USA Statement During the Closing Plenary of the 24th Session of the UN-Habitat Governing Council
Thank you, Mr. President.
The United States has been a strong supporter of the mission of UN Habitat to deal with the challenges facing human settlements globally. Together with the international community, we note the progress made on the Istanbul Declaration of Human Settlements, while also recognizing the need for continue focus on the challenges of human settlements and urban development. As such, we look forward to working with the UN Secretariat and UN Habitat to ensure Habitat III has the most productive, efficient, and effective outcome possible.
To that end, the US is pleased to note the Governing Council’s work this week on supporting UN Habitat’s work in these areas, focusing on links to the post-2015 development agenda, its support for the Habitat III conference, and the updated global housing strategy. We are also pleased with the governing council’s strong stance pushing UN Habitat to contribute to efforts to make our cities safer.
However, the US is disappointed at the disorganization this week—the very last minute resolutions, resource mobilization strategy, and budget implication information—that did not provide Member States sufficient information or adequate time to deliberate and make decisions. It caused unnecessary confusion and delay in important and difficult negotiations. I must also join with others in expressing our disappointment that we were unable to reach consensus on issues relating to strengthening this organization. We hoped that this meeting would be able to make progress toward more effective intergovernmental governance with much increased oversight of the organization. One option that would make use of the existing institutional framework is to expand the role and authority of the CPR. Such a step could give day-to-day oversight to the CPR and provide members with confidence, knowing that their funds are being utilized in the most efficient and effective fashion to deliver more results on the ground. We must find a way to work together in the future toward these ends.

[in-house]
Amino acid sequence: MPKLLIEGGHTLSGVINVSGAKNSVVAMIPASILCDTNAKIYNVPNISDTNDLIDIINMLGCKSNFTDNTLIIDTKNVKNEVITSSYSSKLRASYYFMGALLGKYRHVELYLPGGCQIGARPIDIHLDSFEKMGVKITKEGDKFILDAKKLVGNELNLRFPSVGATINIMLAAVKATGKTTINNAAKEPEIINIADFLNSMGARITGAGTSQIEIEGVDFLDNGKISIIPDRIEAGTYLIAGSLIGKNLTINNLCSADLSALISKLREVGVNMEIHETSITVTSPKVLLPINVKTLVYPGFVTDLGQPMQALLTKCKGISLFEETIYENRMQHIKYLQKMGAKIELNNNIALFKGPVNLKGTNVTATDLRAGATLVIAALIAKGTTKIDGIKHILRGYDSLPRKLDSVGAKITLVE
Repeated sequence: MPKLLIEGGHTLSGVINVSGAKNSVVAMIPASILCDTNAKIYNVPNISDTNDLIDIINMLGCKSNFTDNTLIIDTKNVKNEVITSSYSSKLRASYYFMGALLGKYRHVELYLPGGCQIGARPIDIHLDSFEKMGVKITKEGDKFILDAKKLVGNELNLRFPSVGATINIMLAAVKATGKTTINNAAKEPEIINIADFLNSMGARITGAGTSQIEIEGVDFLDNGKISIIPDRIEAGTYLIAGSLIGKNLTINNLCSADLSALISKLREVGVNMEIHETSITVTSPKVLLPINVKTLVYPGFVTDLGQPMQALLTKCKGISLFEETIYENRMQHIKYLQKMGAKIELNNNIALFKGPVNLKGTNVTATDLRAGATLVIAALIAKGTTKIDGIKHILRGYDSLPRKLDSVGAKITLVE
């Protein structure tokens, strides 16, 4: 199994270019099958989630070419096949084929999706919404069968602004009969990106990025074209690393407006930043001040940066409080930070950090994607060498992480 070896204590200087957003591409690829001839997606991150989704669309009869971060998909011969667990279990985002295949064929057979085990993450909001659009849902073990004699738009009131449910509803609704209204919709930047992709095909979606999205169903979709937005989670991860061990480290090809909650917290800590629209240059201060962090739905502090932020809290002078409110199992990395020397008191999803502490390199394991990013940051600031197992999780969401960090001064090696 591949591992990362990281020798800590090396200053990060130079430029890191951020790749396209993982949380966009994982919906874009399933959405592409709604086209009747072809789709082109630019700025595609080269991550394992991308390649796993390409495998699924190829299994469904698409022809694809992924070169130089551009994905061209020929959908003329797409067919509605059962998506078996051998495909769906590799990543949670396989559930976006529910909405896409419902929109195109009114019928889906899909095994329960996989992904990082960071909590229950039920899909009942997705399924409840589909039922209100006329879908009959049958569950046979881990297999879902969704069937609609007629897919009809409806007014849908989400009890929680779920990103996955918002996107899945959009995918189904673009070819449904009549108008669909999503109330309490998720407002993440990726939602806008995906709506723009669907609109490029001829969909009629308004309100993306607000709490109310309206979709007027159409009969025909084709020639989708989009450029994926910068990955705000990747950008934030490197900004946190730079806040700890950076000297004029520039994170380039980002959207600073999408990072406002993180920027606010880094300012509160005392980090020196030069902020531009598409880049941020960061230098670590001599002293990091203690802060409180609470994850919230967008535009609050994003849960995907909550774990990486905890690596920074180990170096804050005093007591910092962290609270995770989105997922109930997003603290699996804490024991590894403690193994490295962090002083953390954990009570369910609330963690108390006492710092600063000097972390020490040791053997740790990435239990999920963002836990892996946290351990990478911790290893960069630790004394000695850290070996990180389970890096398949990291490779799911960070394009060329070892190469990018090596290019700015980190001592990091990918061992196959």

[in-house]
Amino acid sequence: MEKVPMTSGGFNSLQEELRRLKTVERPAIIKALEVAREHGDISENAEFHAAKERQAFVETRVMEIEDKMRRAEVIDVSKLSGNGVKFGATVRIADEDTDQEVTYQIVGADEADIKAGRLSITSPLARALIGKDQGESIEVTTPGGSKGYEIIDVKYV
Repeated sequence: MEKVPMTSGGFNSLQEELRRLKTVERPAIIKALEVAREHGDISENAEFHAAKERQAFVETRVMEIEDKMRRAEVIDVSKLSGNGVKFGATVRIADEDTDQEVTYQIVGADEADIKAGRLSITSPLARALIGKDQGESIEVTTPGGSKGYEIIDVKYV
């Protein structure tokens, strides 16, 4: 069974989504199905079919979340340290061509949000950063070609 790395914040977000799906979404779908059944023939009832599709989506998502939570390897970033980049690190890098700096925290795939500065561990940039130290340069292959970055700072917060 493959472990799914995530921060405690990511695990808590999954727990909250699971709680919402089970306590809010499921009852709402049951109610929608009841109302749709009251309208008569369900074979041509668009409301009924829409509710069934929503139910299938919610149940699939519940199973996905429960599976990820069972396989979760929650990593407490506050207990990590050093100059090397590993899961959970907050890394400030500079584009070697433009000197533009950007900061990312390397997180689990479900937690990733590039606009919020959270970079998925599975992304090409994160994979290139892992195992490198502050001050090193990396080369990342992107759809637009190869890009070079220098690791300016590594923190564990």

At the same time, I would like to take this opportunity to recognize the individual and collective efforts of various individuals who rose above these challenges to assist us in our undertakings here, in particular the President of the Council, who guided our deliberations with expertise, grace and humor. I also express my appreciation to my colleagues who took on duties as chairs of the various discussions. This is NOT an easy job, and their service is voluntary. They have my respect and thanks. I would also like to express my appreciation to the conference service staff and the UN Habitat professionals who moved outside their usual areas of expertise to help us with intergovernmental deliberations. One more thanks goes to the interns, other keyboardists and IT experts who took on the challenging tasks of documenting our outcomes, even when we changed our words multiple times throughout the night.
Returning to UN Habitat matters, we strongly believe in the need for greater transparency, accountability, efficiency and effectiveness. We would like to see a better information flow between the Secretariat and Member States on project activity reviews, financial reporting, and ongoing challenges faced by the organization. While we note the progress that the Executive Director has made in releasing additional reporting and information to the members, improvements are still needed to ensure that all Member States have an accurate picture of the state of UN Habitat and where its challenges are located. Additionally, we note that much of the information had to be repeatedly requested of the Secretariat prior to the Governing Council and throughout the work of the CPR. We strongly believe that information when requested of the Secretariat should be provided in a timely fashion.
Budget discipline remains one of our highest priorities, particularly when financial information is lacking from an organization. On the future directions, we want to see UN Habitat strike an appropriate balance between “up-stream” normative work and field-based projects where their expertise and experience are based. To this end, we strongly encourage UN Habitat to stay within its approved mandate and to avoid controversial issues more appropriately handled by other mandated UN agencies, such as in the human rights arena. We recommend that while UN Habitat is experiencing financial difficulty, the organization should embrace its strengths for the betterment of urban populations globally as well as the organization itself.